A small, bright beetle in reflective green, orange, and yellow hues on a leaf. A finger and thumb hold the leaf out for the photo.

Prairie Pollination

Prairie Pollination

Get to know your wild neighbours!

Two-thirds of our crop species worldwide depend on wild pollinators to some degree! Those pollinators need more than just crop plants to survive – they need wild plants too.

Staff at the Manitoba Museum have been quietly studying pollinators for over fifteen years. The Museum’s Curator of Botany, Dr. Diana Bizecki Robson notes that “we really don’t know much about how wild plants and pollinators interact with each other or whether their populations are declining. One of the interesting things I’ve discovered during my field work is that pollinators of crop plants like canola and sunflower also need to feed on prairie wildflowers to survive.”

Unfortunately, many of the Manitoba Museum’s plant and insect specimens are difficult to display in regular gallery exhibits and can only been seen during special behind-the-scenes tours or in temporary exhibits. But now thanks to a virtual exhibit you can learn more about these amazing creatures. The exhibit is called Prairie Pollination and can be found at www.PrairiePollination.ca.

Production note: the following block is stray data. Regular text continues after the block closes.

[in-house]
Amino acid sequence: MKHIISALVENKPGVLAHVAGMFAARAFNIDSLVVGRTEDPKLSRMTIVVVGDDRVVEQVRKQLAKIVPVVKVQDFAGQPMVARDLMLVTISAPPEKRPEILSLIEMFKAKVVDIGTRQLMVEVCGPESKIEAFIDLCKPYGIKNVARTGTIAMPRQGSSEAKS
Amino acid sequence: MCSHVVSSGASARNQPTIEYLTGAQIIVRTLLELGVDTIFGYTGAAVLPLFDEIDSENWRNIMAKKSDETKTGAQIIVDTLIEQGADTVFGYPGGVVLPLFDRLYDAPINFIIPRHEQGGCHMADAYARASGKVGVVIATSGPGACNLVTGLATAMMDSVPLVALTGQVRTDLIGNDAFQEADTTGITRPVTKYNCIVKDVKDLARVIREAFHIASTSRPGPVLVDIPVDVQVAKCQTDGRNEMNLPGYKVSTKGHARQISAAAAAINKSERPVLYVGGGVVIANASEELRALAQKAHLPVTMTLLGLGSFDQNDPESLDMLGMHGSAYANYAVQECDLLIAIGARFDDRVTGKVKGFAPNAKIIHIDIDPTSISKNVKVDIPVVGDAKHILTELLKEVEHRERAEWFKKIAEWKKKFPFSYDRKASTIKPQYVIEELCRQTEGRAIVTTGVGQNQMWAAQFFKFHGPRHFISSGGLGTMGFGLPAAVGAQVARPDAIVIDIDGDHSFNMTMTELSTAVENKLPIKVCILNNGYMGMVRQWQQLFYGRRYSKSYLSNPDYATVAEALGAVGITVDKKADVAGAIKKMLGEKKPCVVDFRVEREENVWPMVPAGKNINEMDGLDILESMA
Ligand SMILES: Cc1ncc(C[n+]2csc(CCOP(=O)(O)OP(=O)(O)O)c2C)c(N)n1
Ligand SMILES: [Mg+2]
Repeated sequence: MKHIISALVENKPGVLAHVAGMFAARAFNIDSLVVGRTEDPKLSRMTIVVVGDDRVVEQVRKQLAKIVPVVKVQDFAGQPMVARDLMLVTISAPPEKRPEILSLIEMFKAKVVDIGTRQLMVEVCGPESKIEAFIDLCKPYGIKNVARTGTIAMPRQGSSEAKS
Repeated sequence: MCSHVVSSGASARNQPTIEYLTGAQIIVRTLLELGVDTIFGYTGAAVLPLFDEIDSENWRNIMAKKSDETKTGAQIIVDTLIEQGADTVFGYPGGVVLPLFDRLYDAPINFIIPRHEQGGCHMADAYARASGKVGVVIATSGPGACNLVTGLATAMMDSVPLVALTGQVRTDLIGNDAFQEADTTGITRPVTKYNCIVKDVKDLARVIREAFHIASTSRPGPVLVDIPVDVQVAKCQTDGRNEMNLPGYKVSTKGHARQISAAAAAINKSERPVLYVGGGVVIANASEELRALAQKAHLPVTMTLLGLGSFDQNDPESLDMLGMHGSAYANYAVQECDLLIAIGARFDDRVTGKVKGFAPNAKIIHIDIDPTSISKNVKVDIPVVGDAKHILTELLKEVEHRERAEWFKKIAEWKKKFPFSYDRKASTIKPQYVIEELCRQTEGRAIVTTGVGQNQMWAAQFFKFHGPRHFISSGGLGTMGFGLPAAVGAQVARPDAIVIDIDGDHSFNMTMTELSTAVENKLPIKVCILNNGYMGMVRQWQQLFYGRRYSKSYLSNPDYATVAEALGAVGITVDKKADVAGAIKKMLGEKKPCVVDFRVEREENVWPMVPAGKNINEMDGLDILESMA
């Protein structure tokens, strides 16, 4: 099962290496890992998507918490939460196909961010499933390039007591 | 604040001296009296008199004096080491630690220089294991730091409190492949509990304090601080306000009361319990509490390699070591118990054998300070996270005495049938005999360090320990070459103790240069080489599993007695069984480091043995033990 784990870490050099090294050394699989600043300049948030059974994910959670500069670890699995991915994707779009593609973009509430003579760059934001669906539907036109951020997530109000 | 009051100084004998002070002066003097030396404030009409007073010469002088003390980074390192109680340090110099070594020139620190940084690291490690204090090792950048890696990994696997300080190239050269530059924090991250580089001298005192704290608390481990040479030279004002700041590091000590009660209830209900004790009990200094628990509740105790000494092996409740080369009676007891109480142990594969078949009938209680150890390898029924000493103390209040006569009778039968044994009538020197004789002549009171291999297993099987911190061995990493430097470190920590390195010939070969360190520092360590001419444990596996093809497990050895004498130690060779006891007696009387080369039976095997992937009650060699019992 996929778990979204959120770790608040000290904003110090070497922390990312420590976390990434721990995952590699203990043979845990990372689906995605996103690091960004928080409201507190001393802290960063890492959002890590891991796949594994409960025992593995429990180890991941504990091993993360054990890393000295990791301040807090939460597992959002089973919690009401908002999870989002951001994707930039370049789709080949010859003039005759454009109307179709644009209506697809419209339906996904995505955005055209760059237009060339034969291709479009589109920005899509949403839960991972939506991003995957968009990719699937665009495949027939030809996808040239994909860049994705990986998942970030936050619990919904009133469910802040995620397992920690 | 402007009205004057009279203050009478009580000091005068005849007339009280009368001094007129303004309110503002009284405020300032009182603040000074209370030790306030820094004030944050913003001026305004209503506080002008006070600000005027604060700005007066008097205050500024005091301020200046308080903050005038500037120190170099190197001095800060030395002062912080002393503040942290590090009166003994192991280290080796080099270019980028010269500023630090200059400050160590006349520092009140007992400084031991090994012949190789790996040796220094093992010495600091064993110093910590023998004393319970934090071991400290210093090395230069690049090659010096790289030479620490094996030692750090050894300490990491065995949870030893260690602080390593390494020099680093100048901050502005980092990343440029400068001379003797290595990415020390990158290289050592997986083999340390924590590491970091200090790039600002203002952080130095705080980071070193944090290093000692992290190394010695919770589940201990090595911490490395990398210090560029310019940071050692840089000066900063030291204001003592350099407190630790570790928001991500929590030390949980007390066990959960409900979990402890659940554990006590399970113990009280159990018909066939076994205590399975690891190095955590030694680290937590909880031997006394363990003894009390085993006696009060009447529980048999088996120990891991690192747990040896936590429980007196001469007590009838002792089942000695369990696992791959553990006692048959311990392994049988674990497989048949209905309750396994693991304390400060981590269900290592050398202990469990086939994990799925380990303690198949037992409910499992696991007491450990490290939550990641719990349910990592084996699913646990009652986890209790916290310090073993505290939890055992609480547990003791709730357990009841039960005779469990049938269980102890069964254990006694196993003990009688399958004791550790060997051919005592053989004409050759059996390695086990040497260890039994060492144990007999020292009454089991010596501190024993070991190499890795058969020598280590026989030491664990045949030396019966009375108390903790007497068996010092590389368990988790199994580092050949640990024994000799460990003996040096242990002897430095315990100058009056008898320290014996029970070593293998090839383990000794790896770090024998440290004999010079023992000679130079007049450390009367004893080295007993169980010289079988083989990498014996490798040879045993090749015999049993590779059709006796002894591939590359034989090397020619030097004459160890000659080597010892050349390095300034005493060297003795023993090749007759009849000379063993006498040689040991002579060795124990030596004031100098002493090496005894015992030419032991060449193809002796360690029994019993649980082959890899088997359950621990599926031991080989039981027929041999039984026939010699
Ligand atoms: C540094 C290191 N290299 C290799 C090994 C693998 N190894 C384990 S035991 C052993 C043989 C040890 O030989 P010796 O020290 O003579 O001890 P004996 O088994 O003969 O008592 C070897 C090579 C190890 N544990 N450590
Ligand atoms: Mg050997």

Dark butterfly with yellow, orange, and blue spots on it's wings perching on a small fluffy purple flower.

Beautiful photographs of endangered and common prairie plants, and their insect and bird pollinators, are shown in this exhibit. Watercolour illustrations of wild plants from the Museum’s famous Norman Criddle collection, and virtual tours of wild prairies with pollination scientists add depth and context to the specimens. “The great thing about the Prairie Pollination exhibit is that people can find out exactly which plants are attractive to the different kinds of pollinators. This information will be of great use to nature lovers, gardeners, farmers, students and beekeepers” says Dr. Bizecki Robson.

The Manitoba Museum gratefully acknowledges our project sponsors:

The Virtual Museum of Canada (VMC), an initiative of the Department of Canadian Heritage, was established in partnership with over 1,300 Canadian Heritage Institutions.